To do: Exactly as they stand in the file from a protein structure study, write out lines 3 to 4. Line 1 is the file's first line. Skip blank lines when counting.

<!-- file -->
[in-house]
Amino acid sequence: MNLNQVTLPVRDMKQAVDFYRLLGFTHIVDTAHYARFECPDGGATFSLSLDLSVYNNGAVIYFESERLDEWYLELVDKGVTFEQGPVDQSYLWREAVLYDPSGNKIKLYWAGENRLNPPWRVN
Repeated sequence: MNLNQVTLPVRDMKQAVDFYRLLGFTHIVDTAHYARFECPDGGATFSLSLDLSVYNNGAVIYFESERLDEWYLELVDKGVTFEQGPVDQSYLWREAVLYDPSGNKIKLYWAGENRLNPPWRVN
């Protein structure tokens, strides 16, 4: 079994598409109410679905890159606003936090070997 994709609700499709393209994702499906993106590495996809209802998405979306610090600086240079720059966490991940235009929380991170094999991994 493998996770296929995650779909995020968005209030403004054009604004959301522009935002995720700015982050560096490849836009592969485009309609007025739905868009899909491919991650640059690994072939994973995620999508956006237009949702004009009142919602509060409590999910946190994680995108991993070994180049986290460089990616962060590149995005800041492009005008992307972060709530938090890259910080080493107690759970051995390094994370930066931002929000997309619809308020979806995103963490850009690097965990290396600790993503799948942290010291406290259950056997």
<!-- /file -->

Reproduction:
Repeated sequence: MNLNQVTLPVRDMKQAVDFYRLLGFTHIVDTAHYARFECPDGGATFSLSLDLSVYNNGAVIYFESERLDEWYLELVDKGVTFEQGPVDQSYLWREAVLYDPSGNKIKLYWAGENRLNPPWRVN
């Protein structure tokens, strides 16, 4: 079994598409109410679905890159606003936090070997 994709609700499709393209994702499906993106590495996809209802998405979306610090600086240079720059966490991940235009929380991170094999991994 493998996770296929995650779909995020968005209030403004054009604004959301522009935002995720700015982050560096490849836009592969485009309609007025739905868009899909491919991650640059690994072939994973995620999508956006237009949702004009009142919602509060409590999910946190994680995108991993070994180049986290460089990616962060590149995005800041492009005008992307972060709530938090890259910080080493107690759970051995390094994370930066931002929000997309619809308020979806995103963490850009690097965990290396600790993503799948942290010291406290259950056997």